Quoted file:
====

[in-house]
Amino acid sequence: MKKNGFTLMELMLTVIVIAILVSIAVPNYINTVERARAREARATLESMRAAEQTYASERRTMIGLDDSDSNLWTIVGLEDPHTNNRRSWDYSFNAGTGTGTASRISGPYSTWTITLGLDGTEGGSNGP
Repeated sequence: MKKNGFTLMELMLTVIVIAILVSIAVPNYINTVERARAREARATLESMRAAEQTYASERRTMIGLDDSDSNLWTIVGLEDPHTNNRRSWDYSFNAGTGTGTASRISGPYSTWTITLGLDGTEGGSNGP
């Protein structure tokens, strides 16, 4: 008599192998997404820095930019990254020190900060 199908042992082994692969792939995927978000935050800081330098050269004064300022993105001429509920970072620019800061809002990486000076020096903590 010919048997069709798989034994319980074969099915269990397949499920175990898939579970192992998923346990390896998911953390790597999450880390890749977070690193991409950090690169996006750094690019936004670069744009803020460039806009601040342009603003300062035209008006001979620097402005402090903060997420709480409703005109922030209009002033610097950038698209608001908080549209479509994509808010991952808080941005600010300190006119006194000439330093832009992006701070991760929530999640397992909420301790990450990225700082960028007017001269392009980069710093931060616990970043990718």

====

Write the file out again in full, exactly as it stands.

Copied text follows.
[in-house]
Amino acid sequence: MKKNGFTLMELMLTVIVIAILVSIAVPNYINTVERARAREARATLESMRAAEQTYASERRTMIGLDDSDSNLWTIVGLEDPHTNNRRSWDYSFNAGTGTGTASRISGPYSTWTITLGLDGTEGGSNGP
Repeated sequence: MKKNGFTLMELMLTVIVIAILVSIAVPNYINTVERARAREARATLESMRAAEQTYASERRTMIGLDDSDSNLWTIVGLEDPHTNNRRSWDYSFNAGTGTGTASRISGPYSTWTITLGLDGTEGGSNGP
């Protein structure tokens, strides 16, 4: 008599192998997404820095930019990254020190900060 199908042992082994692969792939995927978000935050800081330098050269004064300022993105001429509920970072620019800061809002990486000076020096903590 010919048997069709798989034994319980074969099915269990397949499920175990898939579970192992998923346990390896998911953390790597999450880390890749977070690193991409950090690169996006750094690019936004670069744009803020460039806009601040342009603003300062035209008006001979620097402005402090903060997420709480409703005109922030209009002033610097950038698209608001908080549209479509994509808010991952808080941005600010300190006119006194000439330093832009992006701070991760929530999640397992909420301790990450990225700082960028007017001269392009980069710093931060616990970043990718």